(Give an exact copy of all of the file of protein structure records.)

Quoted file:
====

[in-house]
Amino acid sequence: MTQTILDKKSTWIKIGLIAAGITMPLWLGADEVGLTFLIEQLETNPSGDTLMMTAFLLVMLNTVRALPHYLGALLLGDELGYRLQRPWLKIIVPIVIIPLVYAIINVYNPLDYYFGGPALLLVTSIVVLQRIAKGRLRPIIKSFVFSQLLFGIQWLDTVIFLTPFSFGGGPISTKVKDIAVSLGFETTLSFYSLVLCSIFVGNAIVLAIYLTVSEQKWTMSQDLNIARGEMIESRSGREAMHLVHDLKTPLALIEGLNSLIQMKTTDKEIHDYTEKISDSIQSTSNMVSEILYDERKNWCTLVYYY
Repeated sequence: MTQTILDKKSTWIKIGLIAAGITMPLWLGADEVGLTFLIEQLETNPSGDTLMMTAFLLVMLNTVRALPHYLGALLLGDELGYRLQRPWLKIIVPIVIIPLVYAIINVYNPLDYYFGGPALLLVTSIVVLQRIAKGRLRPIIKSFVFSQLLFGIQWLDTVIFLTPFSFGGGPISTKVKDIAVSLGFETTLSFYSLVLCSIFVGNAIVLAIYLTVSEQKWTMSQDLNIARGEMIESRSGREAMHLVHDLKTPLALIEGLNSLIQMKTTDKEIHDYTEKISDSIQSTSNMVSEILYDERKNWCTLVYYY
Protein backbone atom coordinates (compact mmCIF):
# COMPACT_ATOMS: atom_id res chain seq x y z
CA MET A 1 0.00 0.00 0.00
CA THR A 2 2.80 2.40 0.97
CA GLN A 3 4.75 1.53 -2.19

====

[in-house]
Amino acid sequence: MTQTILDKKSTWIKIGLIAAGITMPLWLGADEVGLTFLIEQLETNPSGDTLMMTAFLLVMLNTVRALPHYLGALLLGDELGYRLQRPWLKIIVPIVIIPLVYAIINVYNPLDYYFGGPALLLVTSIVVLQRIAKGRLRPIIKSFVFSQLLFGIQWLDTVIFLTPFSFGGGPISTKVKDIAVSLGFETTLSFYSLVLCSIFVGNAIVLAIYLTVSEQKWTMSQDLNIARGEMIESRSGREAMHLVHDLKTPLALIEGLNSLIQMKTTDKEIHDYTEKISDSIQSTSNMVSEILYDERKNWCTLVYYY
Repeated sequence: MTQTILDKKSTWIKIGLIAAGITMPLWLGADEVGLTFLIEQLETNPSGDTLMMTAFLLVMLNTVRALPHYLGALLLGDELGYRLQRPWLKIIVPIVIIPLVYAIINVYNPLDYYFGGPALLLVTSIVVLQRIAKGRLRPIIKSFVFSQLLFGIQWLDTVIFLTPFSFGGGPISTKVKDIAVSLGFETTLSFYSLVLCSIFVGNAIVLAIYLTVSEQKWTMSQDLNIARGEMIESRSGREAMHLVHDLKTPLALIEGLNSLIQMKTTDKEIHDYTEKISDSIQSTSNMVSEILYDERKNWCTLVYYY
Protein backbone atom coordinates (compact mmCIF):
# COMPACT_ATOMS: atom_id res chain seq x y z
CA MET A 1 0.00 0.00 0.00
CA THR A 2 2.80 2.40 0.97
CA GLN A 3 4.75 1.53 -2.19